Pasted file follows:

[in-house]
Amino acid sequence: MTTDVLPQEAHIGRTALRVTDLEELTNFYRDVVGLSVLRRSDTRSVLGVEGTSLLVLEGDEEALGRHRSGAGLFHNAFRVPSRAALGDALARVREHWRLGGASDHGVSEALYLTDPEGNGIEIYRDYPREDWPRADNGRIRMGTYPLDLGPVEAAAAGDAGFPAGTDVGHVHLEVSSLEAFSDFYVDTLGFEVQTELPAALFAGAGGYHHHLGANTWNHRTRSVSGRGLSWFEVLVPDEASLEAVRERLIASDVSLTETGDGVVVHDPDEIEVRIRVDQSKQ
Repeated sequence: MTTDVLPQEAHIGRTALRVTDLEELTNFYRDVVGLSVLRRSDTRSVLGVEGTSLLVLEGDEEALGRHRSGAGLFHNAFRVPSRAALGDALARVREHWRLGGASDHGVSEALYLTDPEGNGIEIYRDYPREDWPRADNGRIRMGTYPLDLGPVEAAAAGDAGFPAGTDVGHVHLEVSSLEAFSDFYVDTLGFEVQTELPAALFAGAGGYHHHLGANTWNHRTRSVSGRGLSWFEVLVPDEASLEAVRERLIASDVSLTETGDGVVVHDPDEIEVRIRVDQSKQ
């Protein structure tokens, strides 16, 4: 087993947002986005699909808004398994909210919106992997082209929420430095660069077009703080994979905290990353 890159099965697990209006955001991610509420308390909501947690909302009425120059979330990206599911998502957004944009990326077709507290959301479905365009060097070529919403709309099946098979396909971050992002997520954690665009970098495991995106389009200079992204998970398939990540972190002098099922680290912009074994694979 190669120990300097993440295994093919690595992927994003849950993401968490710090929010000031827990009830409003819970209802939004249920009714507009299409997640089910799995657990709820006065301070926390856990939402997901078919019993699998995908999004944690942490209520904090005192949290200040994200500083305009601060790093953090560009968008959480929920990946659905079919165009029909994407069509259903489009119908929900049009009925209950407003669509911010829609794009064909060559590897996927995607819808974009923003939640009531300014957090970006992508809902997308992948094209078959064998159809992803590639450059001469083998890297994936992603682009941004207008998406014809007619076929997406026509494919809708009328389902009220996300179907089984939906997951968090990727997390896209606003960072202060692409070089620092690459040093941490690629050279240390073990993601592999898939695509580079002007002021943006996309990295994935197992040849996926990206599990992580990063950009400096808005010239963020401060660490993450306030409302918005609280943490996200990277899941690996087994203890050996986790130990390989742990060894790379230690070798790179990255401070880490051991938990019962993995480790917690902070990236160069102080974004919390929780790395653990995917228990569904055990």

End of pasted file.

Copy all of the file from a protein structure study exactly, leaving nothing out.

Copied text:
[in-house]
Amino acid sequence: MTTDVLPQEAHIGRTALRVTDLEELTNFYRDVVGLSVLRRSDTRSVLGVEGTSLLVLEGDEEALGRHRSGAGLFHNAFRVPSRAALGDALARVREHWRLGGASDHGVSEALYLTDPEGNGIEIYRDYPREDWPRADNGRIRMGTYPLDLGPVEAAAAGDAGFPAGTDVGHVHLEVSSLEAFSDFYVDTLGFEVQTELPAALFAGAGGYHHHLGANTWNHRTRSVSGRGLSWFEVLVPDEASLEAVRERLIASDVSLTETGDGVVVHDPDEIEVRIRVDQSKQ
Repeated sequence: MTTDVLPQEAHIGRTALRVTDLEELTNFYRDVVGLSVLRRSDTRSVLGVEGTSLLVLEGDEEALGRHRSGAGLFHNAFRVPSRAALGDALARVREHWRLGGASDHGVSEALYLTDPEGNGIEIYRDYPREDWPRADNGRIRMGTYPLDLGPVEAAAAGDAGFPAGTDVGHVHLEVSSLEAFSDFYVDTLGFEVQTELPAALFAGAGGYHHHLGANTWNHRTRSVSGRGLSWFEVLVPDEASLEAVRERLIASDVSLTETGDGVVVHDPDEIEVRIRVDQSKQ
């Protein structure tokens, strides 16, 4: 087993947002986005699909808004398994909210919106992997082209929420430095660069077009703080994979905290990353 890159099965697990209006955001991610509420308390909501947690909302009425120059979330990206599911998502957004944009990326077709507290959301479905365009060097070529919403709309099946098979396909971050992002997520954690665009970098495991995106389009200079992204998970398939990540972190002098099922680290912009074994694979 190669120990300097993440295994093919690595992927994003849950993401968490710090929010000031827990009830409003819970209802939004249920009714507009299409997640089910799995657990709820006065301070926390856990939402997901078919019993699998995908999004944690942490209520904090005192949290200040994200500083305009601060790093953090560009968008959480929920990946659905079919165009029909994407069509259903489009119908929900049009009925209950407003669509911010829609794009064909060559590897996927995607819808974009923003939640009531300014957090970006992508809902997308992948094209078959064998159809992803590639450059001469083998890297994936992603682009941004207008998406014809007619076929997406026509494919809708009328389902009220996300179907089984939906997951968090990727997390896209606003960072202060692409070089620092690459040093941490690629050279240390073990993601592999898939695509580079002007002021943006996309990295994935197992040849996926990206599990992580990063950009400096808005010239963020401060660490993450306030409302918005609280943490996200990277899941690996087994203890050996986790130990390989742990060894790379230690070798790179990255401070880490051991938990019962993995480790917690902070990236160069102080974004919390929780790395653990995917228990569904055990």